The PAM Curator of Modern and Contemporary Art, Sara Krajewski, saw this as an opportunity. Some other host institutions acknowledged the missing murals by installing copies of murals by Rivera or Orozco on museum grounds. This was an easy solution and allowed museum visitors to see some of these mural works at the scale they were intended. Krajewski, along with the Director of Learning and Community Partnerships, Stephanie Parrish; the Head of Youth and Educator Programs, Hana Layson; and Head of Public Programs and Engagement, Jaleesa Johnston, saw a better option in using the sculpture court to house new murals – not printed contact sheet versions, but new compositions.
The museum had worked with Hector Hernandez on other occasions; he is a well-known muralist in the Portland area and sought after for this type of project. Hernandez collaborated with Angennette Escobar, Christian J. Barrios, and Victor Hugo Garza. The collective Ideal PDX, a Latino Artists Exchange founded in Portland and currently co-helmed by Jessica Lagunas and William Hernandez, had also worked with the museum previously and were excited to accept the invitation to participate.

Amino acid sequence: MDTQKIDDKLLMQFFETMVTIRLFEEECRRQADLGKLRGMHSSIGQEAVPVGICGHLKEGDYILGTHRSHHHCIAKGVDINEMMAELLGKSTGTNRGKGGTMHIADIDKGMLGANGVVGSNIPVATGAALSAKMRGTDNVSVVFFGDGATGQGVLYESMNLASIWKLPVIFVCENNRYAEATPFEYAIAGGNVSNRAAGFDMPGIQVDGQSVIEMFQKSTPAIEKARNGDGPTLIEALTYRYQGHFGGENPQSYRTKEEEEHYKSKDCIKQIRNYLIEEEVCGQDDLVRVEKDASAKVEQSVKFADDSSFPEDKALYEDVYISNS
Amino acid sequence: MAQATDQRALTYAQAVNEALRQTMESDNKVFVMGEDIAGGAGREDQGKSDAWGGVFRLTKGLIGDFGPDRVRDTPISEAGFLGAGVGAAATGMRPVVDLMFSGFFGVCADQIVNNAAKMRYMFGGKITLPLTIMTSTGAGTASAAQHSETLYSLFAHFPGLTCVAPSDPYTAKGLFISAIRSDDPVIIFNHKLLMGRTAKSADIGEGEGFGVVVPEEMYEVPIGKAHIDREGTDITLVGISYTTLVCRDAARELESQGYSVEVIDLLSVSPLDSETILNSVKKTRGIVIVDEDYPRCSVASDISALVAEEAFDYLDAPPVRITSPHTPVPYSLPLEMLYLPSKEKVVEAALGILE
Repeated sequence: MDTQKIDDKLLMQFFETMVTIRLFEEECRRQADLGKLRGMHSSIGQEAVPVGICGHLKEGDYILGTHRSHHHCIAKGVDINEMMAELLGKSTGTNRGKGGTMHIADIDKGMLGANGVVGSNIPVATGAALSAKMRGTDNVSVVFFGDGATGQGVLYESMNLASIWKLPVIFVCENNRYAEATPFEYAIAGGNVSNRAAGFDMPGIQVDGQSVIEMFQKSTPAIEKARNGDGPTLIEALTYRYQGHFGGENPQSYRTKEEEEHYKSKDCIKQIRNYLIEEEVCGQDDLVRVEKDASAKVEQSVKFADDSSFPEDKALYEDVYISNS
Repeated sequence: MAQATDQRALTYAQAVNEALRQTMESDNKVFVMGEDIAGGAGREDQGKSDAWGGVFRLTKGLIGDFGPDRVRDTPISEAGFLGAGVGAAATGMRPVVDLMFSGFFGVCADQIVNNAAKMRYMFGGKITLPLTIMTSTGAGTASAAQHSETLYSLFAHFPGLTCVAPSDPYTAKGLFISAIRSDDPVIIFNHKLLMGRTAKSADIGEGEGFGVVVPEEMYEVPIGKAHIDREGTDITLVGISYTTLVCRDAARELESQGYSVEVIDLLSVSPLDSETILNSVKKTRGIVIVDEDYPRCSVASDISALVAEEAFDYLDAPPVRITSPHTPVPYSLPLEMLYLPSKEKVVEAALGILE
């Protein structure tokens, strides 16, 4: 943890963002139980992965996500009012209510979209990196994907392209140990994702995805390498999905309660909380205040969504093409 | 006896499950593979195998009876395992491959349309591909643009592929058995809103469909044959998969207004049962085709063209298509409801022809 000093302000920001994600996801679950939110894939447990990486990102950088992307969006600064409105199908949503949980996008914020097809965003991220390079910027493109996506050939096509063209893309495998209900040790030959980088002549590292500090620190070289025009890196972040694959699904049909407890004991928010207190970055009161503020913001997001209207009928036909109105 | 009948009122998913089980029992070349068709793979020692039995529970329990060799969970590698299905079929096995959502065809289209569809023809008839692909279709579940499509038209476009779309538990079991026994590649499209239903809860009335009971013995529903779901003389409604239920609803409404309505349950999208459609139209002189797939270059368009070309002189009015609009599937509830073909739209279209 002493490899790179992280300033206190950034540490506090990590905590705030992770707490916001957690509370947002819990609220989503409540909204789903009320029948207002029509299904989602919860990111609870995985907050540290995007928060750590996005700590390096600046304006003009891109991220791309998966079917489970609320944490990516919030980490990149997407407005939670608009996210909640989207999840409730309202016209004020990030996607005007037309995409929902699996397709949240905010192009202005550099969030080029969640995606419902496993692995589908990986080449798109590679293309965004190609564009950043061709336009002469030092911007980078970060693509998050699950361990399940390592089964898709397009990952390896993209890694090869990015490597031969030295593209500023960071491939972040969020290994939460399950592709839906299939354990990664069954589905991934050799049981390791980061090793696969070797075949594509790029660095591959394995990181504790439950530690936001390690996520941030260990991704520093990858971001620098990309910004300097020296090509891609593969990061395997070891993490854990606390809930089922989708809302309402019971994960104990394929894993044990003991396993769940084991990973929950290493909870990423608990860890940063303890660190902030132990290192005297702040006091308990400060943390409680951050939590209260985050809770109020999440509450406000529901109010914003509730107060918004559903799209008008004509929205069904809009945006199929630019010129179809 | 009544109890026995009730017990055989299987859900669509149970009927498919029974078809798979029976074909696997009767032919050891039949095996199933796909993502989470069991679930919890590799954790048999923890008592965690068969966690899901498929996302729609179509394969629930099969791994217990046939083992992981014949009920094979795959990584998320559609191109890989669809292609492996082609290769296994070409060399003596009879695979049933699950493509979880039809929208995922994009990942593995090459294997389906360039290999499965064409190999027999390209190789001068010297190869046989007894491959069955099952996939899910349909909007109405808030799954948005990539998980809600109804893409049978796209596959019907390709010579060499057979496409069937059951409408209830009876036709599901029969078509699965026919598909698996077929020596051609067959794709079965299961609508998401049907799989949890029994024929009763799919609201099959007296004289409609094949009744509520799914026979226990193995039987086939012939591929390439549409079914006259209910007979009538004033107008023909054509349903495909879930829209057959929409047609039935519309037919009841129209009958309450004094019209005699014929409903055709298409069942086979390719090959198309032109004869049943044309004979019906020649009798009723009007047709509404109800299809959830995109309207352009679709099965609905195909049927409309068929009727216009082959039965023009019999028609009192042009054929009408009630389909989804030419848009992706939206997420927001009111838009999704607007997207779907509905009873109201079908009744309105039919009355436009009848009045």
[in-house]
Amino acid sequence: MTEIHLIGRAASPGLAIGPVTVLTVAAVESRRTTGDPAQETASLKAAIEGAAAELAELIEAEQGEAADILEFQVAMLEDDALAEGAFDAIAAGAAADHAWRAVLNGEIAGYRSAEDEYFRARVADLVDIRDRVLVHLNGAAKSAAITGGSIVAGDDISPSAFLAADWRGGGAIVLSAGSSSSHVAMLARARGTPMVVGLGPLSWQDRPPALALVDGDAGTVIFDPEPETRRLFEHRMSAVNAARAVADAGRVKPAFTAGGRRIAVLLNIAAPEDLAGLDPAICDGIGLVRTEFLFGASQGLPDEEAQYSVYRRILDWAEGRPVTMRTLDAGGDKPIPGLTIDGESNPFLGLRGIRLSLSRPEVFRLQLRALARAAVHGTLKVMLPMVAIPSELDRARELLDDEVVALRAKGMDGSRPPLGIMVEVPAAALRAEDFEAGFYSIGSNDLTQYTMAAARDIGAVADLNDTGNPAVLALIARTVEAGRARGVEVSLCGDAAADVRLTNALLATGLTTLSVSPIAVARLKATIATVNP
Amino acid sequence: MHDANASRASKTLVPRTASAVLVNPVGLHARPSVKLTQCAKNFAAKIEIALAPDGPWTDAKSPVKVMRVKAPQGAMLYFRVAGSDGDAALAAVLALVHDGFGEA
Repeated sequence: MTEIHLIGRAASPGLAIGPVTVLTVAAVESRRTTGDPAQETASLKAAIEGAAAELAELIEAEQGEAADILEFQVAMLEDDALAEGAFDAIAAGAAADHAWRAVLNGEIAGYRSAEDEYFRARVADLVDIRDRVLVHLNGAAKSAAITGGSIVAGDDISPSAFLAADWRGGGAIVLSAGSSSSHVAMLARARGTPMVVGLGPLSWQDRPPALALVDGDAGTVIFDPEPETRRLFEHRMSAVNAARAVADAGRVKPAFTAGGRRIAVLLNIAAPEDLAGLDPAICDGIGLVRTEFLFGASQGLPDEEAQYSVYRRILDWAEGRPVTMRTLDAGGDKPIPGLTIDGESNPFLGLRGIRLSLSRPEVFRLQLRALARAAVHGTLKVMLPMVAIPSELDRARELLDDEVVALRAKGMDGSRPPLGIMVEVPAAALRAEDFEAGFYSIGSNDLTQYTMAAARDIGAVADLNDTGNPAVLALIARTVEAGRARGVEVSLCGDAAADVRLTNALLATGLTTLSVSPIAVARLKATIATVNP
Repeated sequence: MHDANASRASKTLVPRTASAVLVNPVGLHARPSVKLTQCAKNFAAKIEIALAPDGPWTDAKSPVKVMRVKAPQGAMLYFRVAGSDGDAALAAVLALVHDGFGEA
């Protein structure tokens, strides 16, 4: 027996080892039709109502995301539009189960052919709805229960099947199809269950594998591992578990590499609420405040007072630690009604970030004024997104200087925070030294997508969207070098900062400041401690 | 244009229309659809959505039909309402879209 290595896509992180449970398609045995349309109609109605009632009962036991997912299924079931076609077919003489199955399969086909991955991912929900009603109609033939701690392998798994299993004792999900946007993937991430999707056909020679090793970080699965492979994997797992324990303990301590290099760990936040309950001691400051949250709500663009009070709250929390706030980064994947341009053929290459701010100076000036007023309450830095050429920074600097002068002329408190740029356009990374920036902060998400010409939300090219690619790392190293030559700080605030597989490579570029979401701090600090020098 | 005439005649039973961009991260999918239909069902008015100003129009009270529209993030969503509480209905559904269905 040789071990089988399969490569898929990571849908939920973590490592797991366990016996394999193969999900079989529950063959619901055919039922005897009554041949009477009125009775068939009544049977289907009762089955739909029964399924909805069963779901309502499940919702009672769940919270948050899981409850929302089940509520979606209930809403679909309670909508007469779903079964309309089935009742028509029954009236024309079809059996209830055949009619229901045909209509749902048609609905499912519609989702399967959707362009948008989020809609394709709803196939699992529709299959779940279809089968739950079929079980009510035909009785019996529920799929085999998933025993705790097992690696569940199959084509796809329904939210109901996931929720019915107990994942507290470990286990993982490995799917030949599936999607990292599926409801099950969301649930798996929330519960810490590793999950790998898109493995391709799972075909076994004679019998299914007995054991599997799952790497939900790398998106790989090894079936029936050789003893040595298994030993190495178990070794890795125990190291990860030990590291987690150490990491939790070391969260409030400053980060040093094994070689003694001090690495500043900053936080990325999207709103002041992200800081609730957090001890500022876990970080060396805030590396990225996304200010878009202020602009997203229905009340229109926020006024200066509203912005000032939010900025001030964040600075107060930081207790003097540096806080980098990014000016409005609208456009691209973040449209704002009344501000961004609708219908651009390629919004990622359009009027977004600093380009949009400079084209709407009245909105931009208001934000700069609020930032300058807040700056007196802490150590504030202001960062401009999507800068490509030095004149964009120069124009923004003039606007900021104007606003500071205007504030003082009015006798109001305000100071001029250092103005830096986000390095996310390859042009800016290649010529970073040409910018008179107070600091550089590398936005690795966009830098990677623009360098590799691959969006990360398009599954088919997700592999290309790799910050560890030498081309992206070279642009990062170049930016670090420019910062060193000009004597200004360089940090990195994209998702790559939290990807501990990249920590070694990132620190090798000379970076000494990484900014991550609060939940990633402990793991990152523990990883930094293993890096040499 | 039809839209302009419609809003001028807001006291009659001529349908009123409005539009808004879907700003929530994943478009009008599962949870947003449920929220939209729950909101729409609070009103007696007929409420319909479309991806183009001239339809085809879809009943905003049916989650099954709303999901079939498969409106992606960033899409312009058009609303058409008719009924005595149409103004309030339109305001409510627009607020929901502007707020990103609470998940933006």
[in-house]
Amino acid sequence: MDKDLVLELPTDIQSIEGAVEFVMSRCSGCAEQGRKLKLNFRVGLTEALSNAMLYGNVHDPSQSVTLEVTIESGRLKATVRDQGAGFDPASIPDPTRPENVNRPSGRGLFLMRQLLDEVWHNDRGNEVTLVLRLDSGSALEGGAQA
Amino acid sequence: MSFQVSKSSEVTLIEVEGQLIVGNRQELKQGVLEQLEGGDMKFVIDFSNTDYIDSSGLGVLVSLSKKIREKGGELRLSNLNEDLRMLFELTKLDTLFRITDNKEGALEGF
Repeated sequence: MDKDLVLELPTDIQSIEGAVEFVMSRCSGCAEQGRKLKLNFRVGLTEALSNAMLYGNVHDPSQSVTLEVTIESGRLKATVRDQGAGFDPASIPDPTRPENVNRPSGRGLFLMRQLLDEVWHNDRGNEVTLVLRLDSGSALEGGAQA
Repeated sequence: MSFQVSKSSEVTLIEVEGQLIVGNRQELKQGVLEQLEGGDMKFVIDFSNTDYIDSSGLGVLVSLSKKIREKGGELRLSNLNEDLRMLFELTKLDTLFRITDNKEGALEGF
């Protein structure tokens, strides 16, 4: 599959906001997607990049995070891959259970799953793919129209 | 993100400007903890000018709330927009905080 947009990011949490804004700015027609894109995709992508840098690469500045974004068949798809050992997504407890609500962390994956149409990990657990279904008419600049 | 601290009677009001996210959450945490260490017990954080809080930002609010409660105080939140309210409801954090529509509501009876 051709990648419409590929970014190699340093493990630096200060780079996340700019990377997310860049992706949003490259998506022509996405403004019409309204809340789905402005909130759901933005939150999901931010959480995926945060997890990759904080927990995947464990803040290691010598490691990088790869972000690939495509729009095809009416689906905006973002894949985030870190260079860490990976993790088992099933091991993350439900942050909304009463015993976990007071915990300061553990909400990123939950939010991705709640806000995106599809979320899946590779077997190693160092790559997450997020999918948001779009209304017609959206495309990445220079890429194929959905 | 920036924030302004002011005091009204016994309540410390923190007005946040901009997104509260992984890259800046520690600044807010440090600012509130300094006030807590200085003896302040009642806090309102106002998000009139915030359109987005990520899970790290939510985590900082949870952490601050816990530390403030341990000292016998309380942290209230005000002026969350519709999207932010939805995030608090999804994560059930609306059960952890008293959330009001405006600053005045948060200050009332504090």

The works in the Sculpture Court aren’t, strictly speaking, murals, because they’re not on plaster but instead on parachute material (Hernandez) or dibond aluminum (Ideal PDX). But this quibble shouldn’t detract from the ongoing work. These are large-scale paintings – 10 x 30 feet – and their execution has been happening daily as an ongoing part of the exhibition.
I’ve spent a fair amount of time in the Sculpture Court watching the artists from both teams painting these murals. I’ve watched the museum visitors, and people genuinely seem to appreciate the artists’ efforts. It does seem that visitors’ enthusiasm might be making the artists’ jobs harder as they are often interrupted for questions or selfies. The artists don’t seem to mind (or they’re good at faking it) and more than once I saw what must have been a friend of one of the artists come in to see the work and the process. There were hugs and smiles and pride at making something for the community in the Portland Art Museum. In a perfect art world, this hierarchy might not exist. But there is something notable about being a working artist and working at the literal center of the town’s art establishment.
The presence of the murals and the invitation from the museum is positive but even more noteworthy to me is the subjects and content of the murals. Speaking with the artists about the murals and their interpretation of this show softened my stance about the presentation of Frida Kahlo’s biography in this show and helped me to see the artist and how a historical artist can be intertwined with contemporary identity in an authentic and non-exploitative way.